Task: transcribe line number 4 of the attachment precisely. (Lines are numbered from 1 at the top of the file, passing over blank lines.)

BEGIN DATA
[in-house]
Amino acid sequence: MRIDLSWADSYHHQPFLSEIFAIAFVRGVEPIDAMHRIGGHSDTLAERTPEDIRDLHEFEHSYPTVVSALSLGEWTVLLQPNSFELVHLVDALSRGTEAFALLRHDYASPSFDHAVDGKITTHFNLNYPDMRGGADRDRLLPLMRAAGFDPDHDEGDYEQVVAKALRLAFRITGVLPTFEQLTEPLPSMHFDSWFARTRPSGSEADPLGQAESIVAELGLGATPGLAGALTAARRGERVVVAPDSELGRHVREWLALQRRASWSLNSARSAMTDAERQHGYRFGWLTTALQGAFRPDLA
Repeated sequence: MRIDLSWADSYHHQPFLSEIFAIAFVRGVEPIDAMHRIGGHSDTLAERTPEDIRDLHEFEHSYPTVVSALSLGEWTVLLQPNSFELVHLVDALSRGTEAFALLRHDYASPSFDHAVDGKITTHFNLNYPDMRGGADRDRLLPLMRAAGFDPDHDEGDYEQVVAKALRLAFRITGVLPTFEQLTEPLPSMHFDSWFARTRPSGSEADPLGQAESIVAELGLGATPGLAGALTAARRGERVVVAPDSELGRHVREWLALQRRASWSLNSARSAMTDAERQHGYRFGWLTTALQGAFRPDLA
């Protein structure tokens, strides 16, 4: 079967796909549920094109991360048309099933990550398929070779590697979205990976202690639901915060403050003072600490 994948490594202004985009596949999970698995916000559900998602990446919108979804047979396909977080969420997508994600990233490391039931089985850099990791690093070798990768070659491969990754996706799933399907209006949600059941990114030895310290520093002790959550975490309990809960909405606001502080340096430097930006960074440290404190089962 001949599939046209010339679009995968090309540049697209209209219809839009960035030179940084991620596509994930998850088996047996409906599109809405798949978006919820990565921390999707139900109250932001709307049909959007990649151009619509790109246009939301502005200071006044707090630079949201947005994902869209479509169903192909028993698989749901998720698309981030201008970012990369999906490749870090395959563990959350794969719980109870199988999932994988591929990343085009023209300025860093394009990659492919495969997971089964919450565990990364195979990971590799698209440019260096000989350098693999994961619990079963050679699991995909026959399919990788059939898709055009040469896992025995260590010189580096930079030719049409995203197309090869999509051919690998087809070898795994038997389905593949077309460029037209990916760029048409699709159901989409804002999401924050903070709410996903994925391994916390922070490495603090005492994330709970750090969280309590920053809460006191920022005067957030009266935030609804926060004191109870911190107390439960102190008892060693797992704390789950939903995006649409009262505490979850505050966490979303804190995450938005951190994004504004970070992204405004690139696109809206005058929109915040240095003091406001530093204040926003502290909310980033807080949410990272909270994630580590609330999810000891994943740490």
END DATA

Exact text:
């Protein structure tokens, strides 16, 4: 079967796909549920094109991360048309099933990550398929070779590697979205990976202690639901915060403050003072600490 994948490594202004985009596949999970698995916000559900998602990446919108979804047979396909977080969420997508994600990233490391039931089985850099990791690093070798990768070659491969990754996706799933399907209006949600059941990114030895310290520093002790959550975490309990809960909405606001502080340096430097930006960074440290404190089962 001949599939046209010339679009995968090309540049697209209209219809839009960035030179940084991620596509994930998850088996047996409906599109809405798949978006919820990565921390999707139900109250932001709307049909959007990649151009619509790109246009939301502005200071006044707090630079949201947005994902869209479509169903192909028993698989749901998720698309981030201008970012990369999906490749870090395959563990959350794969719980109870199988999932994988591929990343085009023209300025860093394009990659492919495969997971089964919450565990990364195979990971590799698209440019260096000989350098693999994961619990079963050679699991995909026959399919990788059939898709055009040469896992025995260590010189580096930079030719049409995203197309090869999509051919690998087809070898795994038997389905593949077309460029037209990916760029048409699709159901989409804002999401924050903070709410996903994925391994916390922070490495603090005492994330709970750090969280309590920053809460006191920022005067957030009266935030609804926060004191109870911190107390439960102190008892060693797992704390789950939903995006649409009262505490979850505050966490979303804190995450938005951190994004504004970070992204405004690139696109809206005058929109915040240095003091406001530093204040926003502290909310980033807080949410990272909270994630580590609330999810000891994943740490």